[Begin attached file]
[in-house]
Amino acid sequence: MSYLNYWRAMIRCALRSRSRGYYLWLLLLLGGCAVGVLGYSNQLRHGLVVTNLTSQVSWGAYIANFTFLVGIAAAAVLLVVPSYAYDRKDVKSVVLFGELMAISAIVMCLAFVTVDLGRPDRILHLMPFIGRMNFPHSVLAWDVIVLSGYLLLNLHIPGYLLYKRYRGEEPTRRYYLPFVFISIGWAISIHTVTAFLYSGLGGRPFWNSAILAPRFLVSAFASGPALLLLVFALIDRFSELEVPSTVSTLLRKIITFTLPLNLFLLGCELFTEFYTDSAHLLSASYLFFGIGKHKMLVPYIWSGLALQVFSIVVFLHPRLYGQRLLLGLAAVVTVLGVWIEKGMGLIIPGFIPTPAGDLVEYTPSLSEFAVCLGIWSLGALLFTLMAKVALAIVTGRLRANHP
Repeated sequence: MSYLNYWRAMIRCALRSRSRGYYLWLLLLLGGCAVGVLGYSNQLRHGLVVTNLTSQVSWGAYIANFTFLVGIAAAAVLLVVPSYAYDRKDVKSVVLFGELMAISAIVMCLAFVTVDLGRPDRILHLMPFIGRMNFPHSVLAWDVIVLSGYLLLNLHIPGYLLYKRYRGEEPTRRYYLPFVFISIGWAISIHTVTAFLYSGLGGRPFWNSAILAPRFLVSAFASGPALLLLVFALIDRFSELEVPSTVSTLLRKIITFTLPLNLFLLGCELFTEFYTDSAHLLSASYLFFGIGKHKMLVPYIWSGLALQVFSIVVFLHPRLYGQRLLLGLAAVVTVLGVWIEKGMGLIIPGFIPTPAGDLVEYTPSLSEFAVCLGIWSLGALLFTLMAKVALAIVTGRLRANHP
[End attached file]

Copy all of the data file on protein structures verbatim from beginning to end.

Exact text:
[in-house]
Amino acid sequence: MSYLNYWRAMIRCALRSRSRGYYLWLLLLLGGCAVGVLGYSNQLRHGLVVTNLTSQVSWGAYIANFTFLVGIAAAAVLLVVPSYAYDRKDVKSVVLFGELMAISAIVMCLAFVTVDLGRPDRILHLMPFIGRMNFPHSVLAWDVIVLSGYLLLNLHIPGYLLYKRYRGEEPTRRYYLPFVFISIGWAISIHTVTAFLYSGLGGRPFWNSAILAPRFLVSAFASGPALLLLVFALIDRFSELEVPSTVSTLLRKIITFTLPLNLFLLGCELFTEFYTDSAHLLSASYLFFGIGKHKMLVPYIWSGLALQVFSIVVFLHPRLYGQRLLLGLAAVVTVLGVWIEKGMGLIIPGFIPTPAGDLVEYTPSLSEFAVCLGIWSLGALLFTLMAKVALAIVTGRLRANHP
Repeated sequence: MSYLNYWRAMIRCALRSRSRGYYLWLLLLLGGCAVGVLGYSNQLRHGLVVTNLTSQVSWGAYIANFTFLVGIAAAAVLLVVPSYAYDRKDVKSVVLFGELMAISAIVMCLAFVTVDLGRPDRILHLMPFIGRMNFPHSVLAWDVIVLSGYLLLNLHIPGYLLYKRYRGEEPTRRYYLPFVFISIGWAISIHTVTAFLYSGLGGRPFWNSAILAPRFLVSAFASGPALLLLVFALIDRFSELEVPSTVSTLLRKIITFTLPLNLFLLGCELFTEFYTDSAHLLSASYLFFGIGKHKMLVPYIWSGLALQVFSIVVFLHPRLYGQRLLLGLAAVVTVLGVWIEKGMGLIIPGFIPTPAGDLVEYTPSLSEFAVCLGIWSLGALLFTLMAKVALAIVTGRLRANHP